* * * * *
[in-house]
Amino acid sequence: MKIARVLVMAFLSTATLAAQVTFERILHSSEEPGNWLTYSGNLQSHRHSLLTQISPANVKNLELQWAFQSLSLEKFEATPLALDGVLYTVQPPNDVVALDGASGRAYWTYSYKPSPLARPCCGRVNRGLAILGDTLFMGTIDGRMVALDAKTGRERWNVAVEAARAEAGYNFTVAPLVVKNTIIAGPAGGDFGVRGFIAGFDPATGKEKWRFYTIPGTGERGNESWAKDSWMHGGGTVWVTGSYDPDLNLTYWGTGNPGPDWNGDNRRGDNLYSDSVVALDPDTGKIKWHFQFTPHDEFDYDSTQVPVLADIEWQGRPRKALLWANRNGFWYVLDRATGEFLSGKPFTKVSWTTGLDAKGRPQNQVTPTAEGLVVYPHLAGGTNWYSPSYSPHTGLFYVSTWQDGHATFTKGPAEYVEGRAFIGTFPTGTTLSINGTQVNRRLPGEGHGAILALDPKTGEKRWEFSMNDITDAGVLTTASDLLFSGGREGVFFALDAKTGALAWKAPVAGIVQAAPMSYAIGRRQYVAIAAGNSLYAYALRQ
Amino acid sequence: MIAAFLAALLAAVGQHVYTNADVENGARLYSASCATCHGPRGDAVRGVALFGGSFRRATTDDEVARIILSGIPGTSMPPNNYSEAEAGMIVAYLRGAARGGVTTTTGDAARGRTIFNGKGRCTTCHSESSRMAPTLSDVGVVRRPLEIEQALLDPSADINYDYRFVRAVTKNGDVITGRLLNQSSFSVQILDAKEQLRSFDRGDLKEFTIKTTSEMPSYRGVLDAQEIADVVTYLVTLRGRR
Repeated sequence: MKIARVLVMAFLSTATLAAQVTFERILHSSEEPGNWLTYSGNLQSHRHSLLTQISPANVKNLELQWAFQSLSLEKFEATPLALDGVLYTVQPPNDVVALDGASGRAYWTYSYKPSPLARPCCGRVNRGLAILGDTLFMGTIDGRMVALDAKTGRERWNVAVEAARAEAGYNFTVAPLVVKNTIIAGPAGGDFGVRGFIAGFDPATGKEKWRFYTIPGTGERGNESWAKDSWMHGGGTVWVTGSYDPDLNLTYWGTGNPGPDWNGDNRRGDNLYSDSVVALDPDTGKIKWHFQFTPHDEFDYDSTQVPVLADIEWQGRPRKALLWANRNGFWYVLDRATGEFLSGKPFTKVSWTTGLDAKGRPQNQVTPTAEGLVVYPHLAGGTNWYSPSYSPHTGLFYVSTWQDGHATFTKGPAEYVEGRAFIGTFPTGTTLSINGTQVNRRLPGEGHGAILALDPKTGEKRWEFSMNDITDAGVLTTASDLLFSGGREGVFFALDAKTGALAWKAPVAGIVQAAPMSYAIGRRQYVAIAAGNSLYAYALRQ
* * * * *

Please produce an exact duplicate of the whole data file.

[in-house]
Amino acid sequence: MKIARVLVMAFLSTATLAAQVTFERILHSSEEPGNWLTYSGNLQSHRHSLLTQISPANVKNLELQWAFQSLSLEKFEATPLALDGVLYTVQPPNDVVALDGASGRAYWTYSYKPSPLARPCCGRVNRGLAILGDTLFMGTIDGRMVALDAKTGRERWNVAVEAARAEAGYNFTVAPLVVKNTIIAGPAGGDFGVRGFIAGFDPATGKEKWRFYTIPGTGERGNESWAKDSWMHGGGTVWVTGSYDPDLNLTYWGTGNPGPDWNGDNRRGDNLYSDSVVALDPDTGKIKWHFQFTPHDEFDYDSTQVPVLADIEWQGRPRKALLWANRNGFWYVLDRATGEFLSGKPFTKVSWTTGLDAKGRPQNQVTPTAEGLVVYPHLAGGTNWYSPSYSPHTGLFYVSTWQDGHATFTKGPAEYVEGRAFIGTFPTGTTLSINGTQVNRRLPGEGHGAILALDPKTGEKRWEFSMNDITDAGVLTTASDLLFSGGREGVFFALDAKTGALAWKAPVAGIVQAAPMSYAIGRRQYVAIAAGNSLYAYALRQ
Amino acid sequence: MIAAFLAALLAAVGQHVYTNADVENGARLYSASCATCHGPRGDAVRGVALFGGSFRRATTDDEVARIILSGIPGTSMPPNNYSEAEAGMIVAYLRGAARGGVTTTTGDAARGRTIFNGKGRCTTCHSESSRMAPTLSDVGVVRRPLEIEQALLDPSADINYDYRFVRAVTKNGDVITGRLLNQSSFSVQILDAKEQLRSFDRGDLKEFTIKTTSEMPSYRGVLDAQEIADVVTYLVTLRGRR
Repeated sequence: MKIARVLVMAFLSTATLAAQVTFERILHSSEEPGNWLTYSGNLQSHRHSLLTQISPANVKNLELQWAFQSLSLEKFEATPLALDGVLYTVQPPNDVVALDGASGRAYWTYSYKPSPLARPCCGRVNRGLAILGDTLFMGTIDGRMVALDAKTGRERWNVAVEAARAEAGYNFTVAPLVVKNTIIAGPAGGDFGVRGFIAGFDPATGKEKWRFYTIPGTGERGNESWAKDSWMHGGGTVWVTGSYDPDLNLTYWGTGNPGPDWNGDNRRGDNLYSDSVVALDPDTGKIKWHFQFTPHDEFDYDSTQVPVLADIEWQGRPRKALLWANRNGFWYVLDRATGEFLSGKPFTKVSWTTGLDAKGRPQNQVTPTAEGLVVYPHLAGGTNWYSPSYSPHTGLFYVSTWQDGHATFTKGPAEYVEGRAFIGTFPTGTTLSINGTQVNRRLPGEGHGAILALDPKTGEKRWEFSMNDITDAGVLTTASDLLFSGGREGVFFALDAKTGALAWKAPVAGIVQAAPMSYAIGRRQYVAIAAGNSLYAYALRQ